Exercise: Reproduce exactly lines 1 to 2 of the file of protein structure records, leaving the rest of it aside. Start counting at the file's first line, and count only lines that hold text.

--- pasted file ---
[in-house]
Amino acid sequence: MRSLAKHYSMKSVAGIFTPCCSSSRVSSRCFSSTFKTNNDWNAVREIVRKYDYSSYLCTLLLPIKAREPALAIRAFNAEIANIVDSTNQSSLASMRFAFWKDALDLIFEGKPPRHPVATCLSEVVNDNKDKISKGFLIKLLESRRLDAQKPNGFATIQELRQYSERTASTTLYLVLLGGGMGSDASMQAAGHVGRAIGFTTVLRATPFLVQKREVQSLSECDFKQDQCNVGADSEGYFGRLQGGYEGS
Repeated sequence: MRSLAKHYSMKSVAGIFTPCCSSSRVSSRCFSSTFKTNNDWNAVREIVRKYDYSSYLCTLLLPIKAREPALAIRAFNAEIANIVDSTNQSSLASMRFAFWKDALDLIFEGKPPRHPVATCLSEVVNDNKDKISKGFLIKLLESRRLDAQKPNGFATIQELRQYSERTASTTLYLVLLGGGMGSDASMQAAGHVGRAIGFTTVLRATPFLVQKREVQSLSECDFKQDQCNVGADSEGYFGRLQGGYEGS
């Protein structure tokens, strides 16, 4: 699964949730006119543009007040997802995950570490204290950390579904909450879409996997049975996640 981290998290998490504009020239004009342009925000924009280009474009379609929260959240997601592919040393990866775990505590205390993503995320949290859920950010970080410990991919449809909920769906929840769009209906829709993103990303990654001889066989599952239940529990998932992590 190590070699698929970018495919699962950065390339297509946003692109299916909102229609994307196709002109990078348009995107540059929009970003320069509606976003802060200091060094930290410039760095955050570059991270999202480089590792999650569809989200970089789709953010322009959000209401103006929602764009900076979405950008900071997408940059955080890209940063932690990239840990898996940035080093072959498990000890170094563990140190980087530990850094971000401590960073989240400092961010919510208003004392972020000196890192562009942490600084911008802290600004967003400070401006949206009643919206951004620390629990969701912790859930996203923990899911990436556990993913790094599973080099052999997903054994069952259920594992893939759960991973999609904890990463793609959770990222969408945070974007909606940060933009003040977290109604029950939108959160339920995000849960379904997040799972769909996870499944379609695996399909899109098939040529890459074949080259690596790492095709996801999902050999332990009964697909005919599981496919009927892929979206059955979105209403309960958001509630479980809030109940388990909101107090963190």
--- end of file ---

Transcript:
[in-house]
Amino acid sequence: MRSLAKHYSMKSVAGIFTPCCSSSRVSSRCFSSTFKTNNDWNAVREIVRKYDYSSYLCTLLLPIKAREPALAIRAFNAEIANIVDSTNQSSLASMRFAFWKDALDLIFEGKPPRHPVATCLSEVVNDNKDKISKGFLIKLLESRRLDAQKPNGFATIQELRQYSERTASTTLYLVLLGGGMGSDASMQAAGHVGRAIGFTTVLRATPFLVQKREVQSLSECDFKQDQCNVGADSEGYFGRLQGGYEGS